so this really isn’t so much of a green living post as a general health tips post, but it’s such practical advice, and i’m all about being practical and natural, so i thought i’d go ahead and share for this week’s post. also, it just goes to show that a gazillion products, man-made chemicals and medicines aren’t always necesary. i find it amazing how everything we really need to be healthy is already conveniently right here on our planet. on that topic, i watched a video in an anthropology class last semester about a tribe in the rainforest who specialize in healing with natural medicines, and who believe they have found medicines to help diseases like diabetes from ingredients that are already in nature. it makes me think….too bad we’re cutting down all the rainforest and destroying everything that’s been put here for us to use.
i seriously digress…. anyway, here are some great tips that i came across from Dr. Oz that are actually practical and easy to incorporate into your daily life. a couple of things i like to do every day are drink a cup of green tea, take a nap when i can, and make myself sweat. simple but i always feel better when i at least two of them.
Harvard professor Norman Hollenberg, MD, PhD, has spent years studying the Kuna, an indigenous tribe on the San Blas Islands who drink five cups or more of unprocessed cocoa a day. He discovered that compared with residents of mainland Panama, who generally drink nutrient-poor grocery store cocoa, the islanders’ risk of cancer, diabetes, stroke, and heart disease is reduced to less than 10 percent. They can likely thank cocoa’s flavonoids, powerful antioxidants with a host of cardiovascular benefits.
For a heart-healthy beverage, stir a touch of honey and a tablespoon of pure cocoa powder (flavonoids are often removed from processed powders) into a cup of warm milk.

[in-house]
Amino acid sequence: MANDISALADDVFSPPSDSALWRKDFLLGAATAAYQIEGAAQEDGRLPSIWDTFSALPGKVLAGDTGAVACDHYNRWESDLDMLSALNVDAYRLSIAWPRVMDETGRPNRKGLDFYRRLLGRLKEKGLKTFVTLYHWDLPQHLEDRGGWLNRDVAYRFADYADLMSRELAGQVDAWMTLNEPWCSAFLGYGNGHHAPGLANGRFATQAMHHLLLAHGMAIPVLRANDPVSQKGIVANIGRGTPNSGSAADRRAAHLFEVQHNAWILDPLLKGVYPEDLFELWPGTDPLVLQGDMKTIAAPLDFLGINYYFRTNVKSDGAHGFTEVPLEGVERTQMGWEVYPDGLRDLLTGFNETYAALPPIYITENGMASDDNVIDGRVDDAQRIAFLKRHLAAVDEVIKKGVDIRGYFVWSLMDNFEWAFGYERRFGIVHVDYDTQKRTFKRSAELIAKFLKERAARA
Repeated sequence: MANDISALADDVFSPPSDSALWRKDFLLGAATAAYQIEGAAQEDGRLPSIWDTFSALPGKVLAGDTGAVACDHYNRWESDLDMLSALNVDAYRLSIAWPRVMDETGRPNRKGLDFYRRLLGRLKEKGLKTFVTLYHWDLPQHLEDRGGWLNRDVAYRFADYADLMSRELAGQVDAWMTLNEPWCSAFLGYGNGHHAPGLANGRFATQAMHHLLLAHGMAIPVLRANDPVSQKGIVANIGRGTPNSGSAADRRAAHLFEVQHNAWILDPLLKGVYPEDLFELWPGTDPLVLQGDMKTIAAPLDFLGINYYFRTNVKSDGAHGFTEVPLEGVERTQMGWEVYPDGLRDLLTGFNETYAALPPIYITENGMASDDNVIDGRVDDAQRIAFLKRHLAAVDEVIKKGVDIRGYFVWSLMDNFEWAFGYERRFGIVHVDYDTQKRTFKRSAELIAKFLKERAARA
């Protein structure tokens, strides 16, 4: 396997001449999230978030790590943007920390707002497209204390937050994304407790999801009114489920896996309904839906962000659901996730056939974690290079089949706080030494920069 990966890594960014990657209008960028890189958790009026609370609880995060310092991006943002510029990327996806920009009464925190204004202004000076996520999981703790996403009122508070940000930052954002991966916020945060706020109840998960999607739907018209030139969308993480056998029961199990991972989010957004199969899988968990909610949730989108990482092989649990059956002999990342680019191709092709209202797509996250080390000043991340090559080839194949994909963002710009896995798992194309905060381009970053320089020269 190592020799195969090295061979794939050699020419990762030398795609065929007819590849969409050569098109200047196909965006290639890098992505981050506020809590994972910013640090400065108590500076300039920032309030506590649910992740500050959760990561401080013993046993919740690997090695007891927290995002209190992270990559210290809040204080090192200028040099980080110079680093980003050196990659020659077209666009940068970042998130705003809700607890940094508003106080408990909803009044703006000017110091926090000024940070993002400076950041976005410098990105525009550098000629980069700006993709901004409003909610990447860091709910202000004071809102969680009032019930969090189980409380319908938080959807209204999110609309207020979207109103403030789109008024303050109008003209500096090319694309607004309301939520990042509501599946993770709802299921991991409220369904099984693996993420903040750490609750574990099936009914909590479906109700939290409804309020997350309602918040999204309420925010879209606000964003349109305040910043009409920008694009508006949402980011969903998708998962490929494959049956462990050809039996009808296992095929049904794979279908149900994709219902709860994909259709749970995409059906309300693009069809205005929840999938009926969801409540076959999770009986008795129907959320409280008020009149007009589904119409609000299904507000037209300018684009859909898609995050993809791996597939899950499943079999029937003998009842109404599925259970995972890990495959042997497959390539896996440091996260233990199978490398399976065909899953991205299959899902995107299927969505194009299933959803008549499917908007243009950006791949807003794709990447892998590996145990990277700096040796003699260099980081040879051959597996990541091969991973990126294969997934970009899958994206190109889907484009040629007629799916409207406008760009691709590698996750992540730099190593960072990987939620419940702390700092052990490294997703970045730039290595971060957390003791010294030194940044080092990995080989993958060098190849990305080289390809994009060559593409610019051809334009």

The Japanese live longer than almost anyone else on the planet—and this may be largely because their country has one of the lowest obesity rates in the world. One of their tricks for calorie control is a cultural practice known as hara hachi bu, which means eating until you feel about 80 percent full. At that point, your stomach is likely 100 percent full; your brain just doesn’t know it yet.
Try to chew your food 20 times before you swallow. Slowing the pace of your eating makes it easier to recognize that 80 percent full feeling.
Golden root, or Arctic root (a.k.a. Rhodiola rosea)—an herb that grows at high elevations in the harsh environs of the Arctic region—is a traditional Russian remedy used to treat ailments ranging from infections and altitude sickness to depression and nervous system disorders. The extremely resilient plant is known to be an adaptogen, meaning it helps the body adapt to stressors; scientific studies indicate that it can indeed boost endurance and mood while lessening stress and fatigue.
Pick up the root at a natural foods store and use it to brew a cup of tea whenever you need to de-stress.
The Dutch ride bicycles as a form of everyday transportation. Almost one-third of all trips are made on two wheels, and each citizen pedals an average of 1.5 miles per day. A 2010 statistical review of Dutch drivers found that they’d live up to 14 months longer by switching to cycling for short trips on a daily basis, thanks to the extra exercise.
Cycle to work a few times a week, run errands on your bike, or just go for a joy ride. We know that 30 minutes of this kind of moderate physical activity at least three times a week can slash your risk of heart disease, diabetes, and some cancers.
A large percentage of Indian meals contain curry powder, and curry contains turmeric—a spice that has been used in Ayurvedic medicine for thousands of years. Now research shows that turmeric may help prevent Alzheimer’s disease because of its antioxidant and anti-inflammatory action and immune-boosting properties—all of which may help to block or remove plaque from the brain. It’s not surprising that one of the lowest rates of Alzheimer’s ever reported was found in northern India.
Incorporate more vegetable and chicken curry dishes into your diet—at least one a week. And go heavy on the turmeric.
A 2007 study of more than 23,000 Greek adults may have revealed a surprising key to their legendary vigor—the siesta. Compared with those who power through the day, adults who nap for a minimum of 30 minutes at least three times a week have a 37 percent lower risk of dying from heart disease.
If your work schedule doesn’t allow you to pencil in a snooze, nap on weekends—every little bit helps.